From this site:  Looking at Port Isaac first, it is a true commercial fishing harbour from yesteryear, when it was the centre of attention for the Pilchard industry. In the heyday of Blue shark fishing from the south coast, it was nothing for sharking enthusiasts to drive to the north coast just to get some tubs of Pilchard for use as rubby dubby, as the oil exuded by this small fish is second to none when attracting predators. The pier at the end was built during the reign of Henry the Eighth ,and while the town dates back 700 years, it was during the 18th and 19th centuries that the town’s prosperity was assured with the handling of ocean-bound cargo like salt, coal, wood and of course all manner of sea fish, crabs and lobsters. Back in 1869, the Port Isaac lifeboat was established with a lifeboat called “Sarah and Richard” that had to be dragged through the narrow streets for launching. In the 1960s the RNLI put in the inshore lifeboat, and since 1967 it has the new”D” inshore model. Today, the picturesque narrow streets and alleys are home to cake shops, souvenirs, and eateries, with general tourism, boosted to celebrity status with programs such as “Poldark”,” Saving Grace” and “Doc Martin”. Out in Port Isaac Bay there are reputed to have been over 1000 wrecks, a testament to the winter, and sometimes summer storms, that rumble in off the Atlantic. Many of these would have been sailing ships at the mercy of the wind, whereas today, the age of motor power sees far fewer mishaps.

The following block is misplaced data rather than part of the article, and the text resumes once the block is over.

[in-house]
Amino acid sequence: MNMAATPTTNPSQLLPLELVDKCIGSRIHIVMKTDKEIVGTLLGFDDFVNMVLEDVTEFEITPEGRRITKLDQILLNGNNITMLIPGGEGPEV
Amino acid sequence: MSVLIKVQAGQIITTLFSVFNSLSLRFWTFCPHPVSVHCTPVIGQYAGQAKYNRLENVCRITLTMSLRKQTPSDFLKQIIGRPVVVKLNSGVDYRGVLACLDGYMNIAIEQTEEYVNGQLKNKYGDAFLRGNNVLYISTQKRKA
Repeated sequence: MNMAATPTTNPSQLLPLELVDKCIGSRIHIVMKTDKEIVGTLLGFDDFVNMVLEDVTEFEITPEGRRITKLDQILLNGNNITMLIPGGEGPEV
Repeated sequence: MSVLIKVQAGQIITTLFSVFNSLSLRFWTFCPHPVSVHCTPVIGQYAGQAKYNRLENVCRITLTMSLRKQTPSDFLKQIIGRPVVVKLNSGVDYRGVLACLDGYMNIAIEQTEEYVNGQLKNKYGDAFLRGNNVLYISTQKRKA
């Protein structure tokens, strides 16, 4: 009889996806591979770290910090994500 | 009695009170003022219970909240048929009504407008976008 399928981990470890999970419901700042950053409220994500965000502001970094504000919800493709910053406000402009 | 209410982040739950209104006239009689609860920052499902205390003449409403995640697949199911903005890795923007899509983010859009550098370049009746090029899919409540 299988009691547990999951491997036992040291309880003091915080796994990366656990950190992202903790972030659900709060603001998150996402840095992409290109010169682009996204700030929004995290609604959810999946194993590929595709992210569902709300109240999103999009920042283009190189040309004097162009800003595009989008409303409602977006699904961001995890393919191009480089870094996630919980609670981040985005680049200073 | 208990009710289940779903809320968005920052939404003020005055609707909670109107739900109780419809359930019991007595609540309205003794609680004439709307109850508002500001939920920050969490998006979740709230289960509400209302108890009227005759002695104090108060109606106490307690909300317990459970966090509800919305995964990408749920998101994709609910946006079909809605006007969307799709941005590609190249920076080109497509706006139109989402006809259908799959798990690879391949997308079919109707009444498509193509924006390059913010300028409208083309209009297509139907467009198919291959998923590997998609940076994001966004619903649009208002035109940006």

I am working on it daily with all the hills we encounter when we're out and the walking around the house and ground along with the 15 to 20 flights of steps I do intentionally each day going up and downstairs for added exercise.  

When we couldn't find a parking spot and realized that most of the buildings shown in Doc Martin series were only accessible on foot, we resigned ourselves to the reality that the only photos we'd be able to take were those we could manage from the car.

On a few occasions, Tom was able to find a place to pull over for a minute or two while I got out of the car to take photos of the ocean and massive cliffs in the area.
This is one of our favorite ocean views in Port Isaac.
After driving around for an hour or more, we finally headed out of Port Isaac on the road to explore the countryside a little further. It was a pleasant drive.
Although we were disappointed not to have been able to capture some of the photos we'd intended, we had a good time exploring, as usual especially on a sunny day.  More Port Isaac photos will follow in the next few days.

Today, its raining again and we'll stay put while conducting research for future travels.  Right now, we feel we'd like to wait until we get to the US in 58 days, where we'll be staying for two months until we head to India.

Our heartfelt prayers and memories for those in the US who lost loved ones during the 9/11 attack, 18 years ago as of today.
______________________________________________
Photo from one year ago today, September 11, 2018:
Many species can share a space in harmony.  For more photos, please click here.

0 comments:

Post a Comment